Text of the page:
Annelie Börjesson, President of the UN Association of Sweden is our guest blogger this month as we celebrate UN Day. She started engaging with the United Nations in 2006 and was elected to her current position in 2018. The UN Association of Sweden is one out of about 100 UN Associations in the world, with the mission to strengthen the relationship between the people of Member States and the UN.
Let me start by giving you some glimpses from a few weeks in my role as President of the Swedish UN Association: A dialogue with the Swedish Foreign Minister on disarmament was directly followed by holding a speech outside the Russian Embassy in Stockholm. The next day I visited Kungsbacka, a small city on the west coast of Sweden, giving a lecture at the library about the UN, climate and hope. This gave me the opportunity to meet with some members engaged in the local UNA chapter, before being interviewed on our work by the local newspaper. A few days later a study trip for Swedish Parliamentarians to UN City in Copenhagen, followed by moderating a panel on Dag Hammarskjöld in Uppsala, talking to students in upper secondary school, and then going to the UN office in Geneva for a few intensive days. In-between a lot of paper work on strategy, statutes, budget and digital meetings on a wide range of topics.
As President for the UN Association of Sweden I get the chance to meet people of all ages and from all parts of society in various contexts: children, students, civil society, politicians, ambassadors and government ministers. On the one hand, interacting with diverse communities is indeed one of the most rewarding aspects of this position. On the other hand, it is challenging and requires both the ability to listen and the exquisite art of communicating. The great difference of settings and topics is thrilling.
The 100 UN Associations in the world serve as NGOs with the mission to strengthen the relationship between the people of Member States and the UN. This is mainly done by raising public awareness of the organisation and its work, and by promoting the general goals of the UN. It has become very clear to me that this is a huge undertaking, nevertheless of utter importance.
The support for the UN and for multilateralism is under severe pressure. It varies between countries, regions and individuals, but it is obvious that the support could be and needs to be broad and anchored. It is clear that there is a big gap to fill, and it seems it is getting bigger.
We the peoples need to know why the UN was founded, some of what it has achieved through the years, what the UN is doing today, and why the UN matters to you and me. We the peoples need to get together and stand up for the UN.
The United Nations and the rules based world order is crucial for humanity. What would happen if it fell apart? Would it be possible in today’s world to build something alike? Probably not. It took two horrendous world wars with pain, suffering and death beyond description to give birth to the United Nations. The preamble of the UN Charter says ‘We the peoples of the United Nations determined, to save succeeding generations from the scourge of war…’. That is where it starts – and that is what we all need to remind ourselves about.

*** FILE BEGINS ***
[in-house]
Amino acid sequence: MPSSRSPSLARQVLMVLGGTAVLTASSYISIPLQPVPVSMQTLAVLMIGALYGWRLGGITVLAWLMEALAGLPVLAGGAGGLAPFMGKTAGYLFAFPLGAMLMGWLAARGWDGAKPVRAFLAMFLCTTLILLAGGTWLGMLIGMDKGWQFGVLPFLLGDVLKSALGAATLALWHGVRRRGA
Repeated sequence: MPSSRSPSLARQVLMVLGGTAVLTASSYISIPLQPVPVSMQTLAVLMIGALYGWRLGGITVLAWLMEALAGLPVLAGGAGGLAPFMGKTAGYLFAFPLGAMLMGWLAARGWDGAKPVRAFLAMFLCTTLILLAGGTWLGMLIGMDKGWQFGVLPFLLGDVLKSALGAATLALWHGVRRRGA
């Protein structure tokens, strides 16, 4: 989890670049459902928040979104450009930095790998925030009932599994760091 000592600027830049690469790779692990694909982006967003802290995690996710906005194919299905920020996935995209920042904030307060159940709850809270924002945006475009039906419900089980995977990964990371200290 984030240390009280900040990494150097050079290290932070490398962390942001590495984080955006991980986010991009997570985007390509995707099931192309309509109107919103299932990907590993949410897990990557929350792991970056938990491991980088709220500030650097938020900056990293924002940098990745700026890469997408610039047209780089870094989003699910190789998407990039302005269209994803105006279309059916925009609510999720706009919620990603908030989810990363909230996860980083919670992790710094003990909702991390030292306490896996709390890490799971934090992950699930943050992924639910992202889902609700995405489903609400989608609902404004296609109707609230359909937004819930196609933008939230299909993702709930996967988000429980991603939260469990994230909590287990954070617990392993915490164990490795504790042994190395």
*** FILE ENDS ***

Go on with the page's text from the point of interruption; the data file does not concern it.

Since 1945, the organisation has faced severe and multiple challenges. But the overlapping and cascading crises that the UN is encountering now are incomparable to what we have seen before. In recent years the landscape has changed dramatically. The COVID-19 pandemic and Russia’s war in Ukraine has to a large extent contributed to the current situation. At the same time the UN is needed more than ever to tackle climate change and walk the talk that is set out by the 2030 Agenda.
The world is becoming more divided and multipolar. The security council is sometimes dysfunctional. However, there are innumerous achievements delivered by the UN every day that mean a lot to billions of people. Yes, the UN has its flaws and is far from perfect, but it is what we have. It is the one and only platform where almost all countries meet, seek dialogue, discuss and try to find solutions. This is unique. Each and every one of us needs the UN, but far from all people alive today are aware of this. And that is dangerous. We the peoples need to know why the UN was founded, some of what it has achieved through the years, what the UN is doing today, and why the UN matters to you and me. We the peoples need to get together and stand up for the UN.
This is why the global UNA movement makes every effort to reach out to people. To inform, to engage, to mobilise. As mentioned, it is a huge undertaking of utter importance.
To me, it is a privilege to serve as an informative and communicative link between people, not seldom between ‘we the peoples’ and the people with power. However, sometimes the poorest person with little or no power knows why the UN matters, and sometimes the powerful person that works for the UN does not. There is much in this world that does not make sense. But the United Nations, despite all its flaws, does.